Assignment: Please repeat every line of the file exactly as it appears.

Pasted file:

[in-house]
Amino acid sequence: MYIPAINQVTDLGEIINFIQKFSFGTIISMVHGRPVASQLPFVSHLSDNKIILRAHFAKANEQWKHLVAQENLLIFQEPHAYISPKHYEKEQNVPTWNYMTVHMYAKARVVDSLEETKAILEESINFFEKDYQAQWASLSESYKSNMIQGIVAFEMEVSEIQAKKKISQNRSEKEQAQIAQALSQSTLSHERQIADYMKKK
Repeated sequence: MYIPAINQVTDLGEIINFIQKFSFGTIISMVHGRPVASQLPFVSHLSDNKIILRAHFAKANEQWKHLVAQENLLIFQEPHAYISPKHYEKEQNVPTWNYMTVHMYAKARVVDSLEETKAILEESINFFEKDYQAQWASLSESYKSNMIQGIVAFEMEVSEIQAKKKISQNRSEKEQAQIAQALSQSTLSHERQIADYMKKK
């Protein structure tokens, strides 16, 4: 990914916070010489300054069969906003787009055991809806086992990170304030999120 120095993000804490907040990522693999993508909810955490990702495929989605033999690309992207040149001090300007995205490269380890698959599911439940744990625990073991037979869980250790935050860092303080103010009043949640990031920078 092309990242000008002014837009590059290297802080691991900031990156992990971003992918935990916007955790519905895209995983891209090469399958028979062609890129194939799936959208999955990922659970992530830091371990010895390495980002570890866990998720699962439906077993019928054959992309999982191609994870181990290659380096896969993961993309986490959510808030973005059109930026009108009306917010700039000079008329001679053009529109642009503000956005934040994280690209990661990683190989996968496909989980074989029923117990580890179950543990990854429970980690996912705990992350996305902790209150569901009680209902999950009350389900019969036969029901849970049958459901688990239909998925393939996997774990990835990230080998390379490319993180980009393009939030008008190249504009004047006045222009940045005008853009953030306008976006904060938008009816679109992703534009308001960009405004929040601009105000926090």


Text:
[in-house]
Amino acid sequence: MYIPAINQVTDLGEIINFIQKFSFGTIISMVHGRPVASQLPFVSHLSDNKIILRAHFAKANEQWKHLVAQENLLIFQEPHAYISPKHYEKEQNVPTWNYMTVHMYAKARVVDSLEETKAILEESINFFEKDYQAQWASLSESYKSNMIQGIVAFEMEVSEIQAKKKISQNRSEKEQAQIAQALSQSTLSHERQIADYMKKK
Repeated sequence: MYIPAINQVTDLGEIINFIQKFSFGTIISMVHGRPVASQLPFVSHLSDNKIILRAHFAKANEQWKHLVAQENLLIFQEPHAYISPKHYEKEQNVPTWNYMTVHMYAKARVVDSLEETKAILEESINFFEKDYQAQWASLSESYKSNMIQGIVAFEMEVSEIQAKKKISQNRSEKEQAQIAQALSQSTLSHERQIADYMKKK
């Protein structure tokens, strides 16, 4: 990914916070010489300054069969906003787009055991809806086992990170304030999120 120095993000804490907040990522693999993508909810955490990702495929989605033999690309992207040149001090300007995205490269380890698959599911439940744990625990073991037979869980250790935050860092303080103010009043949640990031920078 092309990242000008002014837009590059290297802080691991900031990156992990971003992918935990916007955790519905895209995983891209090469399958028979062609890129194939799936959208999955990922659970992530830091371990010895390495980002570890866990998720699962439906077993019928054959992309999982191609994870181990290659380096896969993961993309986490959510808030973005059109930026009108009306917010700039000079008329001679053009529109642009503000956005934040994280690209990661990683190989996968496909989980074989029923117990580890179950543990990854429970980690996912705990992350996305902790209150569901009680209902999950009350389900019969036969029901849970049958459901688990239909998925393939996997774990990835990230080998390379490319993180980009393009939030008008190249504009004047006045222009940045005008853009953030306008976006904060938008009816679109992703534009308001960009405004929040601009105000926090």